Stressing the importance of mundane internet tools in processes of political mobilization (really one should include mobile phones in this, something I hope to research more in the future) does not mean that these tools are the most important internet technologies for all political processes (fundraising, PR, etc) let alone all social processes (online banking, open software development), or in all contexts (think ‘digital divide’).

My argument is simply that even in countries like the United States, where I did my research, which has high levels of internet access and use, and plenty of money plus professional expertise in politics, the oft-discussed “mobilizing potential” of the internet is mostly realized in practice where campaign staffers and volunteers trying to get more people to participate “meet them where they are.” People get involved in politics in many ways, amongst them via the various online (and offline!) platforms that are already part and parcel of their everyday life—whereas newfangled emerging tools and specialized platforms owned and operated by campaigns themselves in general seem to play a more modest role. Some politicians—in the U.S. most notably President Obama and Sarah Palin—have managed to leverage their high profile and charisma to generate a large community around themselves and their own profiles.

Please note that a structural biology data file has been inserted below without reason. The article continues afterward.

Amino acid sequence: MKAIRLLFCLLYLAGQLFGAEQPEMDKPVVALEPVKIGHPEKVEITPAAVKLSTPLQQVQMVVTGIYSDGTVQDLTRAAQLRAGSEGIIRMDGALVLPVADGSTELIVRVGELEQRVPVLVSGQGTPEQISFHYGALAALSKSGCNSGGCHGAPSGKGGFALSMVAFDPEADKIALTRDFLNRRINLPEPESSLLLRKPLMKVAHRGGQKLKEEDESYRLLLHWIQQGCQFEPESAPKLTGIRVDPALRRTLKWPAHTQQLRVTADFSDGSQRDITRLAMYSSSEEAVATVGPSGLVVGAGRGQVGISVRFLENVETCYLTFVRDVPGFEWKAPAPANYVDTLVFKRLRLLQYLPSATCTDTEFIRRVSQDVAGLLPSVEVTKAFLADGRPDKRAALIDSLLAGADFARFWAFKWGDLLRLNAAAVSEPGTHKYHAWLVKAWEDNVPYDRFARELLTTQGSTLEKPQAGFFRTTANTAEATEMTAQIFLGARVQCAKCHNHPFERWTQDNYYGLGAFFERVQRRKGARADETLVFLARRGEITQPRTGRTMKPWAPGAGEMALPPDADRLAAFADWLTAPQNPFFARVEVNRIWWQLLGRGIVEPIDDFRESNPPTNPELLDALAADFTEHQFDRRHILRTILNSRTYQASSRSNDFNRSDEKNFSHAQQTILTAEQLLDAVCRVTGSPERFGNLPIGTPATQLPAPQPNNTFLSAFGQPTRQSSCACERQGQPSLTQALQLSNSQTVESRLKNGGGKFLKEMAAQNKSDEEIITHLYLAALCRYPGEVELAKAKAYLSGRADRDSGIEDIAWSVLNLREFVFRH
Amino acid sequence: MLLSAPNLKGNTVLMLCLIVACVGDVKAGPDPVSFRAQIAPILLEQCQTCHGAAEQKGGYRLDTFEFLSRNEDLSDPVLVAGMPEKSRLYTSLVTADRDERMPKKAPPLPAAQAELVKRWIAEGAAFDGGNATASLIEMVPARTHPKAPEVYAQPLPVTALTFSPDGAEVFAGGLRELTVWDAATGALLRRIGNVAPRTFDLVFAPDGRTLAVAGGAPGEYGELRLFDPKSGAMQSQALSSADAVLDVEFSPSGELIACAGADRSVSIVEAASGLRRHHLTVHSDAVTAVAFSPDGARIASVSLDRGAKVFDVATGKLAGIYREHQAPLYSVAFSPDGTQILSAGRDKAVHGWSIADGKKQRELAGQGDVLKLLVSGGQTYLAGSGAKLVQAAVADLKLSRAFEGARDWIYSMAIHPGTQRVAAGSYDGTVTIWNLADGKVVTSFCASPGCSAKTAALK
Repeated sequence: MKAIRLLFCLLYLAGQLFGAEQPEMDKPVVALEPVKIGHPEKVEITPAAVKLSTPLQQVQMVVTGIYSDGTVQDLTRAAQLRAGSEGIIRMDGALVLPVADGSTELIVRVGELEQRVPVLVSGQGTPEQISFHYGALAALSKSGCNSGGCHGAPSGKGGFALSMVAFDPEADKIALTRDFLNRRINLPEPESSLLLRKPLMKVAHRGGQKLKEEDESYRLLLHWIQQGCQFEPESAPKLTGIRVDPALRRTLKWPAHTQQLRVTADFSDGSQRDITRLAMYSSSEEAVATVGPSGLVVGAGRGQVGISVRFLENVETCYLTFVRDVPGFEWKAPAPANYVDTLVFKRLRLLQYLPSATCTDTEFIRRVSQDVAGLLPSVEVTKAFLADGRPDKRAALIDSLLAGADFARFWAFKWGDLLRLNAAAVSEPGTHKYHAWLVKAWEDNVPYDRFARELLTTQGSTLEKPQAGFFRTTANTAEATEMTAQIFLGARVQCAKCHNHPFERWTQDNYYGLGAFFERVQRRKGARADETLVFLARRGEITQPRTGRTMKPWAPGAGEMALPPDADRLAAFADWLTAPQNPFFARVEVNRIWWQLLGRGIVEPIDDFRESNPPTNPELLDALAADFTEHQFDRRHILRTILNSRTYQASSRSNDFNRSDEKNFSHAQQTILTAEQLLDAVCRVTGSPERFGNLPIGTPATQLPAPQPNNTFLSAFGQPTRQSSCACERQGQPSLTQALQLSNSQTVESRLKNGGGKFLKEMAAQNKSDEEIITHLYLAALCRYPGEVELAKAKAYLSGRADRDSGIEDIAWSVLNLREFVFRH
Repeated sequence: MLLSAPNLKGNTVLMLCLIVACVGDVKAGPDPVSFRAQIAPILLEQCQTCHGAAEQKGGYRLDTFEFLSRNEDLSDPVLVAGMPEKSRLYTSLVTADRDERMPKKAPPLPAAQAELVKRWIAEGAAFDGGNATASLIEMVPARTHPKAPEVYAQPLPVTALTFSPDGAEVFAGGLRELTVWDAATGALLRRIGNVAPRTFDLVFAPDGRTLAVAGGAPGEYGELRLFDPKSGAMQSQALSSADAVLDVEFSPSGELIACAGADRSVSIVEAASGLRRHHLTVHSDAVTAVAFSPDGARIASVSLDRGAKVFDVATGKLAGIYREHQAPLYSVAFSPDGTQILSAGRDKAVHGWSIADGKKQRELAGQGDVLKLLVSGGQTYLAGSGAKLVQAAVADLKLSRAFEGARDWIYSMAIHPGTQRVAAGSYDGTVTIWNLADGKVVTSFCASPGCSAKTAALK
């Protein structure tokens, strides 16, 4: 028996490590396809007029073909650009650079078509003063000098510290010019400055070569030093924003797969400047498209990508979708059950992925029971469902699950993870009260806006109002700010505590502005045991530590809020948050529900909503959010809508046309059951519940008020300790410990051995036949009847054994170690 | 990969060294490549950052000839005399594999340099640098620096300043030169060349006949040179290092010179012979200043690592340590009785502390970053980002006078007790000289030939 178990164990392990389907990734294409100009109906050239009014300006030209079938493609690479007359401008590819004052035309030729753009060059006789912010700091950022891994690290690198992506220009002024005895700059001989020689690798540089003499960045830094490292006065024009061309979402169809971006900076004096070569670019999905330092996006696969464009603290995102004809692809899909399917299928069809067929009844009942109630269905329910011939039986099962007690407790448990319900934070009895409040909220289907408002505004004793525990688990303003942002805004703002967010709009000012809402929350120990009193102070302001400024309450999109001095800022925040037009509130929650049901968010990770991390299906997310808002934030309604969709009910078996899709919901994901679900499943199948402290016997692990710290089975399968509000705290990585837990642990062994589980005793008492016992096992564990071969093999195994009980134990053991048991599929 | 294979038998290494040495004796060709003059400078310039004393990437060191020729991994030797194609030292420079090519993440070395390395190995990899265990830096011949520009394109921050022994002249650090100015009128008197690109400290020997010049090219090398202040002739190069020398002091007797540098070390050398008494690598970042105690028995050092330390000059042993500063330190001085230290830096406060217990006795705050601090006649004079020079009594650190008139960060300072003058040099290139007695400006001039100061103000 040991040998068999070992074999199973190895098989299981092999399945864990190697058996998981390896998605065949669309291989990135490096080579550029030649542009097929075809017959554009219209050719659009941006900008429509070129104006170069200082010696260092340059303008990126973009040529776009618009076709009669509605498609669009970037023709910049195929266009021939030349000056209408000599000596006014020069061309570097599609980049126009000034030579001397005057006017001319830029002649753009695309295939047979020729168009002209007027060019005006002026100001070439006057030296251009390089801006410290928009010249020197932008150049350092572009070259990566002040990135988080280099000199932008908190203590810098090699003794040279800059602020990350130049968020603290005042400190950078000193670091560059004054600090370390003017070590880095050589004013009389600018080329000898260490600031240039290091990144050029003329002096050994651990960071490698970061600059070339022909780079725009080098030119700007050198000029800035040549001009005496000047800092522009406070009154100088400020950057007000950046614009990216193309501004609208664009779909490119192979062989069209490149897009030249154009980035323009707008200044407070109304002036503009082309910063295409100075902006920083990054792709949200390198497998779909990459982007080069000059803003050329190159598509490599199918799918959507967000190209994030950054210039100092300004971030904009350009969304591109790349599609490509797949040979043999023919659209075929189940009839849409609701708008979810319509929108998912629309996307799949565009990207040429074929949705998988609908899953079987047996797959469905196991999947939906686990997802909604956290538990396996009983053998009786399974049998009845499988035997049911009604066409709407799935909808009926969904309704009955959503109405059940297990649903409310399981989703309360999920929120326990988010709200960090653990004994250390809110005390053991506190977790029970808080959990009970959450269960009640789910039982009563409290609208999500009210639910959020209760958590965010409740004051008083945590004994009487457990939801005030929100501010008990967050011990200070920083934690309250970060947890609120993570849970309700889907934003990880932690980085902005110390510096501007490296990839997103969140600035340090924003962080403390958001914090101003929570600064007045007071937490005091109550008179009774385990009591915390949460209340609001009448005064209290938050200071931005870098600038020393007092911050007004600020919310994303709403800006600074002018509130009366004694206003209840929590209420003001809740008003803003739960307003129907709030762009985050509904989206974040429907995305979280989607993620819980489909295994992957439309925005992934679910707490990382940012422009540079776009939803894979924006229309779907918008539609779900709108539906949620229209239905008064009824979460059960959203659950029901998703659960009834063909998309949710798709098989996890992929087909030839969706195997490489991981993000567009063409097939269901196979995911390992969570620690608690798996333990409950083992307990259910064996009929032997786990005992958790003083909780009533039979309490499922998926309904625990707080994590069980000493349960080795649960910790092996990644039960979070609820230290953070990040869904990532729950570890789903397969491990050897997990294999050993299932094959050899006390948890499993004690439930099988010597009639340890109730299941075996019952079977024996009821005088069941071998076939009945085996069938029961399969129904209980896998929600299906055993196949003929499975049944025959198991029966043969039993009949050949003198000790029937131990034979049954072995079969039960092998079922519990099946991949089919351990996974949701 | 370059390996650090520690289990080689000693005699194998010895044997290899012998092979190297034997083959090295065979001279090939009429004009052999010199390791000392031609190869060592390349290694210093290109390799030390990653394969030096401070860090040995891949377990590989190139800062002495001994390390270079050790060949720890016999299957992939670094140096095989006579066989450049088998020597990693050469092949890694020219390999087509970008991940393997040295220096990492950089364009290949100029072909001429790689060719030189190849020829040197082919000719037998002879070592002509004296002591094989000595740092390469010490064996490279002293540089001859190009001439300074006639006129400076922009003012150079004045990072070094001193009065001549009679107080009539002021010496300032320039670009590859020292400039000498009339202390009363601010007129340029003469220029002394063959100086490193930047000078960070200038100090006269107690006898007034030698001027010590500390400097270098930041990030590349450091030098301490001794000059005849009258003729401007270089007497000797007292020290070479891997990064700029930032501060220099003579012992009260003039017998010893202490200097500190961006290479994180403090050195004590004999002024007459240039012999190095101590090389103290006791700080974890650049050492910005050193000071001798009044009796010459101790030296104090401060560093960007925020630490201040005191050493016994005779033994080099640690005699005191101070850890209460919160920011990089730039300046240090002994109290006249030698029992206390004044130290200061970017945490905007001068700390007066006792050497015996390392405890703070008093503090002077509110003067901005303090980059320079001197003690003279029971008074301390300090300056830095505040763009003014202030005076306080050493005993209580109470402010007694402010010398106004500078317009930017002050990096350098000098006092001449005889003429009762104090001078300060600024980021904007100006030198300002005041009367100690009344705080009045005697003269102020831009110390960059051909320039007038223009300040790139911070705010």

But most politicians and political campaigns still labor in the shadows of popular indifference (for instance on Twitter and even Facebook), and should not assume that people come to them—if one want them to be involved, one needs to mobilize and organize them, one at a time, on their terms, using their tools. Every elected official trying to capture the so-called “Obama effect” by purchasing this or that technological solution used by his 2008 campaign should have a sign in their office reminding them “you are not Barack Obama.” And they should never think they can become something like what he was in 2008 simply by buying some gadget—hence the suggestion they and the people who work for them—if they are genuinely committed to getting folks involved and building a movement for change—start elsewhere, try to meet people where they are, and go from there.

(cross-posted from rasmuskleisnielsen.net)

(image credits: Julie Vazquez)

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9 Comments

  1. Celeste
    March 15, 2011 at 6:42 pm — Reply

    I understand the importance of utilizing “mundane internet tools,” but I want to see where is it that it’s proven more effective for political campaign websites than social networking and media. Consider e-mail for instance, how can we evaluate readership and how do we not know for certain they aren’t being just sent to spam or trash? Social media web sites require more “active” responses.